|Flash (program memory)||2048b/4096b/8192b (3456b/7552b with optiboot)|
|Bootloader||Yes, Optiboot w/virtualboot|
|ADC Channels||8, plus many differential channels|
|Clock options||Internal 1/8mhz, external crystal or clock up to 20mhz|
Two pinouts are available - this provides compatibility with cores which use either layout.
This core includes an Optiboot bootloader for the ATtiny84/44, operating using software serial at 19200 baud - the software serial uses the AIN0 and AIN1 pins (see UART section below). The bootloader uses 640b of space, leaving 3456 or7552b available for user code. In order to work on the 84, which does not have hardware bootloader support (hence no BOOTRST functionality), "Virtual Boot" is used. This works around this limitation by rewriting the vector table of the sketch as it's uploaded - the reset vector gets pointed at the start of the bootloader, while the EE_RDY vector gets pointed to the start of the application.
Programming the ATTiny84/44 via ISP without the bootloader is fully supported; the 24 is supported only for ISP programming.
Tone() uses timer1. For best results, use pin 6 and 5 (4 and 5 with alternate pinout - PA6 and PA5), as this will use the hardware output compare to generate the square wave instead of using interrupts.
There is no hardware I2C peripheral. I2C functionality can be achieved with the hardware USI. As of version 1.1.3 this is handled transparently via the special version of the Wire library included with this core.
There is no hardware SPI peripheral. SPI functionality can be achieved with the hardware USI - as of version 1.1.3 of this core, this should be handled transparently via the SPI library. Take care to note that the USI does not have MISO/MOSI, it has DI/DO; when operating in master mode, DI is MISO, and DO is MOSI. When operating in slave mode, DI is MOSI and DO is MISO. The #defines for MISO and MOSI assume master mode (as this is much more common).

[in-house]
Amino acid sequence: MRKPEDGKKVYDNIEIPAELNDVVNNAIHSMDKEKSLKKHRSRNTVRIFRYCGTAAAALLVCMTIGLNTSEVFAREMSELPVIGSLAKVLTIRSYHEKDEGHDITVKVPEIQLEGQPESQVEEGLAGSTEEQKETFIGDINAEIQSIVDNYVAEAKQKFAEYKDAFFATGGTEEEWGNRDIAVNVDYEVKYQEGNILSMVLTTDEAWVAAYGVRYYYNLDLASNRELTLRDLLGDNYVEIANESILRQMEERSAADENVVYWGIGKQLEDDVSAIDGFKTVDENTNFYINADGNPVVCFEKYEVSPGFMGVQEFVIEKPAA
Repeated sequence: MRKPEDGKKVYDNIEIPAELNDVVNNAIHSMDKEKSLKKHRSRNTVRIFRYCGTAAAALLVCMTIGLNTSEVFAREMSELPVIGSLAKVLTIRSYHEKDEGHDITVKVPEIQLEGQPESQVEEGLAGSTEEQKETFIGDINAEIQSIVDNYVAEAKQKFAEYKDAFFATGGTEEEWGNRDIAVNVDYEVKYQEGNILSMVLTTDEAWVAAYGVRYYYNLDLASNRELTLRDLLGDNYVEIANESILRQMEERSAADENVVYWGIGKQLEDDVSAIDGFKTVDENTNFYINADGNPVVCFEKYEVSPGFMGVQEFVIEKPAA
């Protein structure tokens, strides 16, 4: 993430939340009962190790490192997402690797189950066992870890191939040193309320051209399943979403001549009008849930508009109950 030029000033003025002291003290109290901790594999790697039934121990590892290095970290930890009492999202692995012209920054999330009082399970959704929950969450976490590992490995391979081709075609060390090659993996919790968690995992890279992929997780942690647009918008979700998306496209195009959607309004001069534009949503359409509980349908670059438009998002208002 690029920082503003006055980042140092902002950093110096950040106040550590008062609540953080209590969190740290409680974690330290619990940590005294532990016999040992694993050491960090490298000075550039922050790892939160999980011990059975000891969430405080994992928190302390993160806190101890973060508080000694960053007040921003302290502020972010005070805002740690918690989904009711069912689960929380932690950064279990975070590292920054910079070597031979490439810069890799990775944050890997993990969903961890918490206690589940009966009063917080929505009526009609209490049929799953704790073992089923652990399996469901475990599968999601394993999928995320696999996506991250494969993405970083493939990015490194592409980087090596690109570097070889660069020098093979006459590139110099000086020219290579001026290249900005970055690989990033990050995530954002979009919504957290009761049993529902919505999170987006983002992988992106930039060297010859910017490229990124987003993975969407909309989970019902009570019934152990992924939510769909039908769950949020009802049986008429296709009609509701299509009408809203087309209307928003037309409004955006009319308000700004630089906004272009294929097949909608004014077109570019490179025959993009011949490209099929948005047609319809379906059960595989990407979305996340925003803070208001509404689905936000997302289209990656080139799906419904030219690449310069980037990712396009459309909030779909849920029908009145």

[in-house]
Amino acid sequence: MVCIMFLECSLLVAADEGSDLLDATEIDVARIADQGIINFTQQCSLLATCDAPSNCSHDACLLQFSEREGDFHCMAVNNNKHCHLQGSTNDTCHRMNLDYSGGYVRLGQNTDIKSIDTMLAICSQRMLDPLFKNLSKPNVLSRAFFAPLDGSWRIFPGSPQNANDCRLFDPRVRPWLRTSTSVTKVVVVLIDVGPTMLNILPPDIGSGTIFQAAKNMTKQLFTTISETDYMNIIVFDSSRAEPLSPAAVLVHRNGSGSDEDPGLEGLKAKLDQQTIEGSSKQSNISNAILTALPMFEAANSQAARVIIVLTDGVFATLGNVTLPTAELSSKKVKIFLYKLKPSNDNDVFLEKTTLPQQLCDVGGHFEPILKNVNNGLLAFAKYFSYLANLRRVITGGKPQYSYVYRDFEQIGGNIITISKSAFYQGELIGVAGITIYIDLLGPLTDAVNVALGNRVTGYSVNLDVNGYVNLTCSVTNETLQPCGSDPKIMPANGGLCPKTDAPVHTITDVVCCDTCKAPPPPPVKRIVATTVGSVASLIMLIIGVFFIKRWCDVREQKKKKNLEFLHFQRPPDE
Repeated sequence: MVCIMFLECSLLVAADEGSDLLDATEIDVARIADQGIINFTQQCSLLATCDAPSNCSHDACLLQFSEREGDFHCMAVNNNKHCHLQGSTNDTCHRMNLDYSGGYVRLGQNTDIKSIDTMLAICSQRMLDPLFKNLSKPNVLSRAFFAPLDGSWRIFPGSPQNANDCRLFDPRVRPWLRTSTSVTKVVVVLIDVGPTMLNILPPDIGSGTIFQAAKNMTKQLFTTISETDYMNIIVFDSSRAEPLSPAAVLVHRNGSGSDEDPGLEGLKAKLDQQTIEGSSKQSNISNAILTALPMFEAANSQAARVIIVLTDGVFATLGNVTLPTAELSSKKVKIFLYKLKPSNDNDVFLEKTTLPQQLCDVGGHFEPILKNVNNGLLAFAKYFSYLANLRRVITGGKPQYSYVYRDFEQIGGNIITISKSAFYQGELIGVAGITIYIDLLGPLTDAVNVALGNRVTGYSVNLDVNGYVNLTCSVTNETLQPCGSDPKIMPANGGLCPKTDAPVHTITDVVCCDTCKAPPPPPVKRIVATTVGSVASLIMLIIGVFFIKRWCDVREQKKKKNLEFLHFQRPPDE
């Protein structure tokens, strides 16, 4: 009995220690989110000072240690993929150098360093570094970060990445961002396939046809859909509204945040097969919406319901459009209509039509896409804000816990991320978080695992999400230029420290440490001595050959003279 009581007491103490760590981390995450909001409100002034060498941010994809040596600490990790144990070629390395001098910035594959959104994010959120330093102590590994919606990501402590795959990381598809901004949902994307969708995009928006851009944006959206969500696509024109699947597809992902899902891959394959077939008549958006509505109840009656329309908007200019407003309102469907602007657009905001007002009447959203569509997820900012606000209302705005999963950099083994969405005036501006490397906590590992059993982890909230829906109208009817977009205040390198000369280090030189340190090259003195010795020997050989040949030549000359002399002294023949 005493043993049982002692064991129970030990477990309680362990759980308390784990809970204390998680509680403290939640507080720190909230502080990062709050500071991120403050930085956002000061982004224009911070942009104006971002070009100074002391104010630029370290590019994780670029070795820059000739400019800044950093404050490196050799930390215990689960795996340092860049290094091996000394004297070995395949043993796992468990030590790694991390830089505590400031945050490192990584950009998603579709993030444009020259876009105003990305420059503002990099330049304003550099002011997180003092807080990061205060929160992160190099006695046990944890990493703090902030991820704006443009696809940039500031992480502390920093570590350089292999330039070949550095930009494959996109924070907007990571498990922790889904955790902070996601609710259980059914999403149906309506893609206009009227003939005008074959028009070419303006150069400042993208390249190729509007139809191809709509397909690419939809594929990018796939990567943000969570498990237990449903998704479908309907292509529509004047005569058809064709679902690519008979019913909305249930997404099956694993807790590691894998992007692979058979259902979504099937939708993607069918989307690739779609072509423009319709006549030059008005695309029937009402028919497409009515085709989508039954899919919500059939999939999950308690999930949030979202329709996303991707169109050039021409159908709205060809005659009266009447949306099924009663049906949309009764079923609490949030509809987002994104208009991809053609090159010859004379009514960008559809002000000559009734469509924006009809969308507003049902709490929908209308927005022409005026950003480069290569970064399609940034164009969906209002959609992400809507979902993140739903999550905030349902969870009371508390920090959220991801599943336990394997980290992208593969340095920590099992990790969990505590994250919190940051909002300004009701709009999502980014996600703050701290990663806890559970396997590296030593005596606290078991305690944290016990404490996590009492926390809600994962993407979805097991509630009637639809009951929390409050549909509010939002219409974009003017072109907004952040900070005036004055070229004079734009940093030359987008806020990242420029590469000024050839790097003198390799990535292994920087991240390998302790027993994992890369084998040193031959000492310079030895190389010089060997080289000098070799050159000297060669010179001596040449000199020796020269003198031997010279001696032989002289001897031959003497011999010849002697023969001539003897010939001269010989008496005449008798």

UART (Serial) Support
There is no hardware UART support. If running off the internal oscillator, you may need to calibrate it to get the speed close enough to the correct speed for UART communication to work. The core incorporates a built-in software serial named Serial - this uses the analog comparator pins, in order to use the Analog Comparator's interrupt, so that it doesn't conflict with libraries and applications that require PCINTs. TX is AIN0, RX is AIN1. Although it is named Serial, it is still a software implementation, so it is recommended to keep the baud rate low, and you cannot send or receive at the same time. The SoftwareSerial library may be used; if it is used at the same time as the built-in software Serial, only one of them can send or receive at a time (if you need to be able to use both at the same time, or send and receive at the same time, you must use a device with a hardware UART).
To disable the RX channel (to use only TX), the following commands should be used after calling Serial.begin(). No special action is needed to disable the TX line if only RX is needed.
ACSR &=~(1<<ACIE); ACSR |=~(1<<ACD);
ADC Reference options
- DEFAULT: Vcc
- EXTERNAL: Voltage applied to AREF pin
- INTERNAL1V1: Internal 1.1v reference
- INTERNAL: synonym for INTERNAL1V1